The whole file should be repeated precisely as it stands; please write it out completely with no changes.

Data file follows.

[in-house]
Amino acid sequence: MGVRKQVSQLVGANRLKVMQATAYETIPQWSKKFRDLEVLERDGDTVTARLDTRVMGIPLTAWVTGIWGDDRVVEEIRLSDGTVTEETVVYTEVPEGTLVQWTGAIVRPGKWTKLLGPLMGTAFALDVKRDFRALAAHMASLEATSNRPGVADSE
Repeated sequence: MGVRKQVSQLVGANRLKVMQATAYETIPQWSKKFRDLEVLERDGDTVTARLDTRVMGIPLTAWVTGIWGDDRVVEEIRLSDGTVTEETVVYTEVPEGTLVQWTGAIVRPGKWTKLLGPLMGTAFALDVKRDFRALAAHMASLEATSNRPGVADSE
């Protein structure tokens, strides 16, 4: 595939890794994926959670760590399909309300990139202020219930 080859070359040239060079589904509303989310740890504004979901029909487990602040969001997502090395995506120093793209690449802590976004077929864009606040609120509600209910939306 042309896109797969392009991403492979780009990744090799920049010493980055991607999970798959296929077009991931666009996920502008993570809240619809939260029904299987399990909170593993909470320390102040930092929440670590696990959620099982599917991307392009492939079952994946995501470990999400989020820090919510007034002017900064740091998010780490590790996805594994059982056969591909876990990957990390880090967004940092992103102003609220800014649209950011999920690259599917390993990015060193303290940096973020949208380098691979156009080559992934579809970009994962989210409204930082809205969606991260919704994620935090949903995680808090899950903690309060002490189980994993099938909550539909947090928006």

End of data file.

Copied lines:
[in-house]
Amino acid sequence: MGVRKQVSQLVGANRLKVMQATAYETIPQWSKKFRDLEVLERDGDTVTARLDTRVMGIPLTAWVTGIWGDDRVVEEIRLSDGTVTEETVVYTEVPEGTLVQWTGAIVRPGKWTKLLGPLMGTAFALDVKRDFRALAAHMASLEATSNRPGVADSE
Repeated sequence: MGVRKQVSQLVGANRLKVMQATAYETIPQWSKKFRDLEVLERDGDTVTARLDTRVMGIPLTAWVTGIWGDDRVVEEIRLSDGTVTEETVVYTEVPEGTLVQWTGAIVRPGKWTKLLGPLMGTAFALDVKRDFRALAAHMASLEATSNRPGVADSE
């Protein structure tokens, strides 16, 4: 595939890794994926959670760590399909309300990139202020219930 080859070359040239060079589904509303989310740890504004979901029909487990602040969001997502090395995506120093793209690449802590976004077929864009606040609120509600209910939306 042309896109797969392009991403492979780009990744090799920049010493980055991607999970798959296929077009991931666009996920502008993570809240619809939260029904299987399990909170593993909470320390102040930092929440670590696990959620099982599917991307392009492939079952994946995501470990999400989020820090919510007034002017900064740091998010780490590790996805594994059982056969591909876990990957990390880090967004940092992103102003609220800014649209950011999920690259599917390993990015060193303290940096973020949208380098691979156009080559992934579809970009994962989210409204930082809205969606991260919704994620935090949903995680808090899950903690309060002490189980994993099938909550539909947090928006």